News unspun to the play of puns. Adding humour to rumour. A current affairs crescendo of creative innuendo.
It’s been a week since one of the largest gatherings in Europe took place under one roof at London’s Excel Centre.
The Global Peace and Unity (GPU) event was a showcase of boy bands, albeit nasheed singers, stalls displaying the latest trends in modesty garb, people ‘ingesting sharia’ compliant food and speeches from some well respected movers and Shaykh-ers from the Islamic world.
The dust must surely be settling down now on all the media activity surrounding the annual extravaganza. But that’s assuming the dust saturated the atmosphere in the first place.
Apparently, the two-day event attracted a whopping 100,000 attendees and being in it’s fifth year of existence, one would expect a well-oiled and sophisticated PR machinery in place ready to promote the activities of such a large-scale event. Think again. Only last month, I contacted Islam Channel, the creators of the yearly GPU weekend, to make enquiries with their press relations team, who are non-existant. What is unfathomable, is how this channel without a PR defence line is still standing, especially with recent stories about Interpol red notices and Ofcom fines?
Apart from Lauren Booth’s declaration to the Islamic faith and Sayeeda Warsi’s non-attendance to the event, there was no other mainstream coverage of the event. With no positive coverage in any mainstream media platform and scarce coverage in some ethnic/Muslim media, it looks like the PR machinery needs more than just oiling.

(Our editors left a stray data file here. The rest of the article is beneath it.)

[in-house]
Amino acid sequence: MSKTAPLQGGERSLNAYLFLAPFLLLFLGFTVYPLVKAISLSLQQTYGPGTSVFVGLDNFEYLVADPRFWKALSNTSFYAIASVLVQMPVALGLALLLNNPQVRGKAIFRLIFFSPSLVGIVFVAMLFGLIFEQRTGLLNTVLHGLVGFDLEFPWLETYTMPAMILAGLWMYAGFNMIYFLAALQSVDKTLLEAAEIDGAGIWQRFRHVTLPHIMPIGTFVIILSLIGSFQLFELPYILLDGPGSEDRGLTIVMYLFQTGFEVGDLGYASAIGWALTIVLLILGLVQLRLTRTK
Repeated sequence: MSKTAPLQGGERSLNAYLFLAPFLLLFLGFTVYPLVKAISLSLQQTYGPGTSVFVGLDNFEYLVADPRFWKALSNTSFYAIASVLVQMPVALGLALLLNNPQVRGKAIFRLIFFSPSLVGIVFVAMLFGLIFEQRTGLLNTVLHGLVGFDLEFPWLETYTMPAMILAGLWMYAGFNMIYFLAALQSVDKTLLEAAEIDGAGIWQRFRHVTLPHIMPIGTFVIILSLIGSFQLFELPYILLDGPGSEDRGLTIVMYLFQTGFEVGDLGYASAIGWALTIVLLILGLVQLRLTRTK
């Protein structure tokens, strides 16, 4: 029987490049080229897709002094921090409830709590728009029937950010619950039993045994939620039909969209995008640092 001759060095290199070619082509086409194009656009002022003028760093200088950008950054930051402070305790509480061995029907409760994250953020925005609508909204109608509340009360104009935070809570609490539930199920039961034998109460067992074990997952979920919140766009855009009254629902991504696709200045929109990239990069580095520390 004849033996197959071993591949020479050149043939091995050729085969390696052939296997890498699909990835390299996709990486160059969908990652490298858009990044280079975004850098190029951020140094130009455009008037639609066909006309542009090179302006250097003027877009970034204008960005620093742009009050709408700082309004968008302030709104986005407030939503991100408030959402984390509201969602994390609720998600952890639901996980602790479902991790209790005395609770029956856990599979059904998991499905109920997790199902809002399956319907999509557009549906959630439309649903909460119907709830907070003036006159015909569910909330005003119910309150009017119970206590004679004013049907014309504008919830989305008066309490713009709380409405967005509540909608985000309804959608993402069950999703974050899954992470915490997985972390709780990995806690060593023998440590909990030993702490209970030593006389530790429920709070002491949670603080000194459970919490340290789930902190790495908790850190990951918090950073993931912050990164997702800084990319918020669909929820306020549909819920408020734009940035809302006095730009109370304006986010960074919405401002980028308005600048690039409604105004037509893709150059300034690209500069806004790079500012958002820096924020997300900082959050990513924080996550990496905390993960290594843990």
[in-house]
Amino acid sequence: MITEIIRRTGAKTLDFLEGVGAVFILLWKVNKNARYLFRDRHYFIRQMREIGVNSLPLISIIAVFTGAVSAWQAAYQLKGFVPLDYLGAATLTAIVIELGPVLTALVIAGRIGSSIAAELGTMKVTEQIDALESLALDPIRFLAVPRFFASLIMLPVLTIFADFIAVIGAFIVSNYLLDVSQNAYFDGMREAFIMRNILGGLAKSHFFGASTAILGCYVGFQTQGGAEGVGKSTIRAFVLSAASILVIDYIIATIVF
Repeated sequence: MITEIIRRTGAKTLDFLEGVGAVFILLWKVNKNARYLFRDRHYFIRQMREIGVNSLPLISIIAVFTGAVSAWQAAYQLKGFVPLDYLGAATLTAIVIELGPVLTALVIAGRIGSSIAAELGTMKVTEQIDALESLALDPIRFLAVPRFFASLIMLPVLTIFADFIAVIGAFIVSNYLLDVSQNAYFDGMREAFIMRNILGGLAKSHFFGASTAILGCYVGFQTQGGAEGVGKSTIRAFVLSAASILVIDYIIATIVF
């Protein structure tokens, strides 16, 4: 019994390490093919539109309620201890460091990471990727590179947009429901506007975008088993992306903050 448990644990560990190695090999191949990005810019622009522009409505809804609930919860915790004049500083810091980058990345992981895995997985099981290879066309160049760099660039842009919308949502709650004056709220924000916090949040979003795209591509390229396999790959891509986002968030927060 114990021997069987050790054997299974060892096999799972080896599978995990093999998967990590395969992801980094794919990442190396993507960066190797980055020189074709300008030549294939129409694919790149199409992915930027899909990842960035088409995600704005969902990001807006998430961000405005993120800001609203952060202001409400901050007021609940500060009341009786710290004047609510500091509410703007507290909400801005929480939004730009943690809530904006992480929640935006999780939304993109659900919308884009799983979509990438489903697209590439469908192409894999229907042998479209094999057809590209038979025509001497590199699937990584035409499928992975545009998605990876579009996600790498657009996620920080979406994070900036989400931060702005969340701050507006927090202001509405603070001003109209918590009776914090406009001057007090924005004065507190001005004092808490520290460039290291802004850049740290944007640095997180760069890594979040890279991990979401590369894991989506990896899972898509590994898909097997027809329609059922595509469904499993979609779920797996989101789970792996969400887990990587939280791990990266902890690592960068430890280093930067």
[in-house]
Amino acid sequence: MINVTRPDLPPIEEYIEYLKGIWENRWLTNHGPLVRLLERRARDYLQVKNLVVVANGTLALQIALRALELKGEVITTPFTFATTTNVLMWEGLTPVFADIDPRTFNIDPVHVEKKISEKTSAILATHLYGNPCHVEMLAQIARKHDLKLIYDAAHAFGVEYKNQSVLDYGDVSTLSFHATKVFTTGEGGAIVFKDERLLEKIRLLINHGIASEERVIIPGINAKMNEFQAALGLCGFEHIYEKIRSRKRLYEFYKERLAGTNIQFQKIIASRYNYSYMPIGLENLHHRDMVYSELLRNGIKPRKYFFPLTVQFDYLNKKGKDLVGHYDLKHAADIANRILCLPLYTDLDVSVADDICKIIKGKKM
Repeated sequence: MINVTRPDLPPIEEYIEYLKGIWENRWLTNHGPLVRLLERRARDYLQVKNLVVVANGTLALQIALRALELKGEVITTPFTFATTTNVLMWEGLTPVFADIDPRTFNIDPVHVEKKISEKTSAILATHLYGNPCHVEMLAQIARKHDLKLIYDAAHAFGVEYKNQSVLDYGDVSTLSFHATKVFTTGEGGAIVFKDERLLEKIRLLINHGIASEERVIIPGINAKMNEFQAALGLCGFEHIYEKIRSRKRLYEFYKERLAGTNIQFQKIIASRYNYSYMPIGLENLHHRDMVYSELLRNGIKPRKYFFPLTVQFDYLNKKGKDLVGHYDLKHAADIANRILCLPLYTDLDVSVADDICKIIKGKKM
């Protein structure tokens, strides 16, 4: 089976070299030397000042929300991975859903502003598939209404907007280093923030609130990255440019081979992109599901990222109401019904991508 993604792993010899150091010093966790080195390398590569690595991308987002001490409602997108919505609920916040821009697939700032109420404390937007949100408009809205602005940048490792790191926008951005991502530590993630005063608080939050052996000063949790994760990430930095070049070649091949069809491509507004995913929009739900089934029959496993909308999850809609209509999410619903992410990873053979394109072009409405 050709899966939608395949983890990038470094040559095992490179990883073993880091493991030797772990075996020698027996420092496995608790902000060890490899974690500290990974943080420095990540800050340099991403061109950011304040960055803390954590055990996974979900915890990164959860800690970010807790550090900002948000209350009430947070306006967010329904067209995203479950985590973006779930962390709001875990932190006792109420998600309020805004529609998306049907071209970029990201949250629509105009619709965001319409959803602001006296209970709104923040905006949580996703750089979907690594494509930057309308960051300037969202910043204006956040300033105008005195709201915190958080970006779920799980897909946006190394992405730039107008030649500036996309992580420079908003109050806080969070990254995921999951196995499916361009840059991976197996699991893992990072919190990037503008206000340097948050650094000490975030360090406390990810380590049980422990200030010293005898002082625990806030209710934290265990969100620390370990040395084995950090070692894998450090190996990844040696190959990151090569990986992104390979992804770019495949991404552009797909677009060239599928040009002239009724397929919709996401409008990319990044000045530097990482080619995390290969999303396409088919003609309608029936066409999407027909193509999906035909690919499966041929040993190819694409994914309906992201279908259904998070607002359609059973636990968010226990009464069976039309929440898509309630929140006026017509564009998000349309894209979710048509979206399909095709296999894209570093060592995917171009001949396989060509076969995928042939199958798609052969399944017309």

Why is the PR component to an annual event like GPU such a life-line? Being host to a large Muslim gathering, it goes without saying that structures need to be in place, armoured with lines ready to combat any Islamophobic and inaccurate coverage. The current socio-political climate makes this a fact of life. With poor PR preparation, look how the New York community centre Park 51 became transformed into a ‘Ground Zero mosque’ by the right-wing media blogosphere.
It’s also a disservice to the loyal attendees, who annually purchase tickets, bombard messages of support on Facebook and twitter and rarely criticise a brand that they are actually proud of. It’s a source of pride for many Muslims in the British community, a family event. Yet it feels like it’s all been a waste because media opportunities have not been capitalized
How such an event took place without a press office of sorts indicates the possibility of a non-existent PR strategy, poor allocation of funds and a lack of any strategic foresight from the leaders of the event.
So whilst the tabloids are consumed in questioning the presence of certain movers and Shaykh-ers as well as the absentees (Baroness Warsi), under the narrative of extremism, certain media might be more imaginative next year. Is it worth taking the risk without a PR team?